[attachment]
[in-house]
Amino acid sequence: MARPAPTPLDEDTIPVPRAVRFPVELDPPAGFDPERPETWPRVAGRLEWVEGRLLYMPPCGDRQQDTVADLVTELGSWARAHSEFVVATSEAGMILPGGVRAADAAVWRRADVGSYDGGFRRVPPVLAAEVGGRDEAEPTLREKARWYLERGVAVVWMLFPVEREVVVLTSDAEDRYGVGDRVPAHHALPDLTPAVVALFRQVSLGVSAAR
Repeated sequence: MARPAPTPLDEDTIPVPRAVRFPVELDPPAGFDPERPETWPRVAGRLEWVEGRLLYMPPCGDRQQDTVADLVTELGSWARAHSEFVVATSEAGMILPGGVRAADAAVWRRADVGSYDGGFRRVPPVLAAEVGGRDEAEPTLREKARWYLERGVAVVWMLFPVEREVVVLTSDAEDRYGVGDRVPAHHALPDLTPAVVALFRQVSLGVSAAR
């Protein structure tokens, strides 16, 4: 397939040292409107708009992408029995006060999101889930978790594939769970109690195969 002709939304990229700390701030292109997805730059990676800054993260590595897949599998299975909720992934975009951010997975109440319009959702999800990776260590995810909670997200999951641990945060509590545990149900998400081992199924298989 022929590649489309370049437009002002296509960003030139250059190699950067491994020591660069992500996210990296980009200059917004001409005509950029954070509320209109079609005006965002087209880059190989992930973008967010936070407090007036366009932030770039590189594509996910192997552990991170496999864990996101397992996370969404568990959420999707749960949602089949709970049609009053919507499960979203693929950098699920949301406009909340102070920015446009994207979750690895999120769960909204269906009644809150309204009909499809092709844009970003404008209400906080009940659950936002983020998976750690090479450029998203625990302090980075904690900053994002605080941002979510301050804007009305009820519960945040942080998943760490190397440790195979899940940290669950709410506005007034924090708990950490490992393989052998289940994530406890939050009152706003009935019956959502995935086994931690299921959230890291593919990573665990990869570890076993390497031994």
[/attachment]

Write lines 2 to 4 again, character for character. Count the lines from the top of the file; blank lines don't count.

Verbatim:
Amino acid sequence: MARPAPTPLDEDTIPVPRAVRFPVELDPPAGFDPERPETWPRVAGRLEWVEGRLLYMPPCGDRQQDTVADLVTELGSWARAHSEFVVATSEAGMILPGGVRAADAAVWRRADVGSYDGGFRRVPPVLAAEVGGRDEAEPTLREKARWYLERGVAVVWMLFPVEREVVVLTSDAEDRYGVGDRVPAHHALPDLTPAVVALFRQVSLGVSAAR
Repeated sequence: MARPAPTPLDEDTIPVPRAVRFPVELDPPAGFDPERPETWPRVAGRLEWVEGRLLYMPPCGDRQQDTVADLVTELGSWARAHSEFVVATSEAGMILPGGVRAADAAVWRRADVGSYDGGFRRVPPVLAAEVGGRDEAEPTLREKARWYLERGVAVVWMLFPVEREVVVLTSDAEDRYGVGDRVPAHHALPDLTPAVVALFRQVSLGVSAAR
């Protein structure tokens, strides 16, 4: 397939040292409107708009992408029995006060999101889930978790594939769970109690195969 002709939304990229700390701030292109997805730059990676800054993260590595897949599998299975909720992934975009951010997975109440319009959702999800990776260590995810909670997200999951641990945060509590545990149900998400081992199924298989 022929590649489309370049437009002002296509960003030139250059190699950067491994020591660069992500996210990296980009200059917004001409005509950029954070509320209109079609005006965002087209880059190989992930973008967010936070407090007036366009932030770039590189594509996910192997552990991170496999864990996101397992996370969404568990959420999707749960949602089949709970049609009053919507499960979203693929950098699920949301406009909340102070920015446009994207979750690895999120769960909204269906009644809150309204009909499809092709844009970003404008209400906080009940659950936002983020998976750690090479450029998203625990302090980075904690900053994002605080941002979510301050804007009305009820519960945040942080998943760490190397440790195979899940940290669950709410506005007034924090708990950490490992393989052998289940994530406890939050009152706003009935019956959502995935086994931690299921959230890291593919990573665990990869570890076993390497031994």